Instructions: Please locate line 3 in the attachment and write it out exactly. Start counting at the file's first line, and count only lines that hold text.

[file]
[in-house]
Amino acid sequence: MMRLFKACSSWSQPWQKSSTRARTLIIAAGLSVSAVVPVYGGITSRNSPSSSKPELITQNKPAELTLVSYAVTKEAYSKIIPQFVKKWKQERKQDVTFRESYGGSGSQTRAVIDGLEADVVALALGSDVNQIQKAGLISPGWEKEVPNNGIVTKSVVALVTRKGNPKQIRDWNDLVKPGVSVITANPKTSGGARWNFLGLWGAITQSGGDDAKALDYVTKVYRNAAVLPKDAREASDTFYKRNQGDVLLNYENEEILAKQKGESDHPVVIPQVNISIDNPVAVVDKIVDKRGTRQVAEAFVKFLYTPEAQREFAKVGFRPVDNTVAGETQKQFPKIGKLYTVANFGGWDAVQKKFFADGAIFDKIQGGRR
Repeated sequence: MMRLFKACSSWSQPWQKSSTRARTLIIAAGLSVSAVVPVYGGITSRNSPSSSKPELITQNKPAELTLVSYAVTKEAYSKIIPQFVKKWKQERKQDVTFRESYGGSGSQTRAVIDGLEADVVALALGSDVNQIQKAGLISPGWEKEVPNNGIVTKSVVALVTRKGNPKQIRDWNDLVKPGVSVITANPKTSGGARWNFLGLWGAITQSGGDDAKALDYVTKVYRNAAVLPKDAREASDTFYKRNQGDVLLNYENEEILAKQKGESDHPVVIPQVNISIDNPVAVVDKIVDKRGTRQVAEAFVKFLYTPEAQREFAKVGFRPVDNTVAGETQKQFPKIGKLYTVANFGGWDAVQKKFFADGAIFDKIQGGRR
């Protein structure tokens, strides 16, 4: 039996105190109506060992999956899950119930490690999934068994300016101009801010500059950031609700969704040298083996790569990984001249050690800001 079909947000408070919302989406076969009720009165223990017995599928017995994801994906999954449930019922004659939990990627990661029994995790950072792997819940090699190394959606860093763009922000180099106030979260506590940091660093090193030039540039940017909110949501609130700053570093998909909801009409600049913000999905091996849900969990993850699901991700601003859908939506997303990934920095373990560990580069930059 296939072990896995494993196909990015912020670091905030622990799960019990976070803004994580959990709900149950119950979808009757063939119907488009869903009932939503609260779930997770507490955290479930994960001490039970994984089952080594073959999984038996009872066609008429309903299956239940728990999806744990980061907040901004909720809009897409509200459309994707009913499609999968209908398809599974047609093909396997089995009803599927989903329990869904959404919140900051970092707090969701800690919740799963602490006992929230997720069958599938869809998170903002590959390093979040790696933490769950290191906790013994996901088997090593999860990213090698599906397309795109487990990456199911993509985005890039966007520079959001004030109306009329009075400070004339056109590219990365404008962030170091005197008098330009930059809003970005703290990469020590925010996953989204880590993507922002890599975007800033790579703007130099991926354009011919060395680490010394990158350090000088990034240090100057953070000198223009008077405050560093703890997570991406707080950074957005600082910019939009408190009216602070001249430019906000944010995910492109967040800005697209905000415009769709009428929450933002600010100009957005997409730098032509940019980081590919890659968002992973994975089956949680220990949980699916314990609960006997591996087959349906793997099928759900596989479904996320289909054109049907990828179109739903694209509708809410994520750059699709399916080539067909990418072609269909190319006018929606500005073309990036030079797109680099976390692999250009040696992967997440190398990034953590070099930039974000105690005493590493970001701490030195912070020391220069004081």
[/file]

Repeated sequence: MMRLFKACSSWSQPWQKSSTRARTLIIAAGLSVSAVVPVYGGITSRNSPSSSKPELITQNKPAELTLVSYAVTKEAYSKIIPQFVKKWKQERKQDVTFRESYGGSGSQTRAVIDGLEADVVALALGSDVNQIQKAGLISPGWEKEVPNNGIVTKSVVALVTRKGNPKQIRDWNDLVKPGVSVITANPKTSGGARWNFLGLWGAITQSGGDDAKALDYVTKVYRNAAVLPKDAREASDTFYKRNQGDVLLNYENEEILAKQKGESDHPVVIPQVNISIDNPVAVVDKIVDKRGTRQVAEAFVKFLYTPEAQREFAKVGFRPVDNTVAGETQKQFPKIGKLYTVANFGGWDAVQKKFFADGAIFDKIQGGRR